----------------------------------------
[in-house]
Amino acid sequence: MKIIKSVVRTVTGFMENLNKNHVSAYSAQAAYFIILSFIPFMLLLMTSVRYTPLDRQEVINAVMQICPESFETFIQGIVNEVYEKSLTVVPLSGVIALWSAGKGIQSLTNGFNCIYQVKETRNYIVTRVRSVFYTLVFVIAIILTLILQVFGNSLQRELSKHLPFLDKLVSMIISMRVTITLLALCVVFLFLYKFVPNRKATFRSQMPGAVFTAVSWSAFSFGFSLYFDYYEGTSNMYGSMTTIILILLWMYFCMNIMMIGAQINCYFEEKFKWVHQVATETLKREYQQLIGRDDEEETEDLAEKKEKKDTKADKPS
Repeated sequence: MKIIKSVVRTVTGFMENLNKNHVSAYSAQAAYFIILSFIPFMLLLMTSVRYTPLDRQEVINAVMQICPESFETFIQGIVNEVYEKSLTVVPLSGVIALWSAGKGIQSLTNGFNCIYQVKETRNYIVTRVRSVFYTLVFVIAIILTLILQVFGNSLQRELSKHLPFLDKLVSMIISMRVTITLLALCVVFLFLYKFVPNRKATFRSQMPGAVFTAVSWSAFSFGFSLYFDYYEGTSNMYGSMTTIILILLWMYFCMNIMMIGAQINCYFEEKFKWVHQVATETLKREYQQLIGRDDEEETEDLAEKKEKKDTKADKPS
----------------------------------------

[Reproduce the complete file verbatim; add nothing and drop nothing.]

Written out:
[in-house]
Amino acid sequence: MKIIKSVVRTVTGFMENLNKNHVSAYSAQAAYFIILSFIPFMLLLMTSVRYTPLDRQEVINAVMQICPESFETFIQGIVNEVYEKSLTVVPLSGVIALWSAGKGIQSLTNGFNCIYQVKETRNYIVTRVRSVFYTLVFVIAIILTLILQVFGNSLQRELSKHLPFLDKLVSMIISMRVTITLLALCVVFLFLYKFVPNRKATFRSQMPGAVFTAVSWSAFSFGFSLYFDYYEGTSNMYGSMTTIILILLWMYFCMNIMMIGAQINCYFEEKFKWVHQVATETLKREYQQLIGRDDEEETEDLAEKKEKKDTKADKPS
Repeated sequence: MKIIKSVVRTVTGFMENLNKNHVSAYSAQAAYFIILSFIPFMLLLMTSVRYTPLDRQEVINAVMQICPESFETFIQGIVNEVYEKSLTVVPLSGVIALWSAGKGIQSLTNGFNCIYQVKETRNYIVTRVRSVFYTLVFVIAIILTLILQVFGNSLQRELSKHLPFLDKLVSMIISMRVTITLLALCVVFLFLYKFVPNRKATFRSQMPGAVFTAVSWSAFSFGFSLYFDYYEGTSNMYGSMTTIILILLWMYFCMNIMMIGAQINCYFEEKFKWVHQVATETLKREYQQLIGRDDEEETEDLAEKKEKKDTKADKPS